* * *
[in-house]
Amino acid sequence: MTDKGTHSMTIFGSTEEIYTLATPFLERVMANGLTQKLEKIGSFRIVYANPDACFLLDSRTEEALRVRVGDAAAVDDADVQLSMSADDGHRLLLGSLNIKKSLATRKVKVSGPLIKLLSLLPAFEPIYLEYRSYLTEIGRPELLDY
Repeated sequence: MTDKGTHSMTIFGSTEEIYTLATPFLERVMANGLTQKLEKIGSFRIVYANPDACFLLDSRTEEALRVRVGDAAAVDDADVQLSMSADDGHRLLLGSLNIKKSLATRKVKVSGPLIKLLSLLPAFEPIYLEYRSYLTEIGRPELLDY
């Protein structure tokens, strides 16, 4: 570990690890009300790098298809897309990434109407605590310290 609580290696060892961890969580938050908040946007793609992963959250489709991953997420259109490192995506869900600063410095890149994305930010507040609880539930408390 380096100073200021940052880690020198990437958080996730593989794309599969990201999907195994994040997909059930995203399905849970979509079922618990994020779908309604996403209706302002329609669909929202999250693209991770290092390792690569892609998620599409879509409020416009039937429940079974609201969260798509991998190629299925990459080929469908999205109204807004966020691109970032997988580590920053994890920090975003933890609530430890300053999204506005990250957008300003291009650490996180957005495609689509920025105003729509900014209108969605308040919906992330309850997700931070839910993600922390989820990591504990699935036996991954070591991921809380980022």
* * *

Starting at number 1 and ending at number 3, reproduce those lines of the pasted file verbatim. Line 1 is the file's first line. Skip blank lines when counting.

[in-house]
Amino acid sequence: MTDKGTHSMTIFGSTEEIYTLATPFLERVMANGLTQKLEKIGSFRIVYANPDACFLLDSRTEEALRVRVGDAAAVDDADVQLSMSADDGHRLLLGSLNIKKSLATRKVKVSGPLIKLLSLLPAFEPIYLEYRSYLTEIGRPELLDY
Repeated sequence: MTDKGTHSMTIFGSTEEIYTLATPFLERVMANGLTQKLEKIGSFRIVYANPDACFLLDSRTEEALRVRVGDAAAVDDADVQLSMSADDGHRLLLGSLNIKKSLATRKVKVSGPLIKLLSLLPAFEPIYLEYRSYLTEIGRPELLDY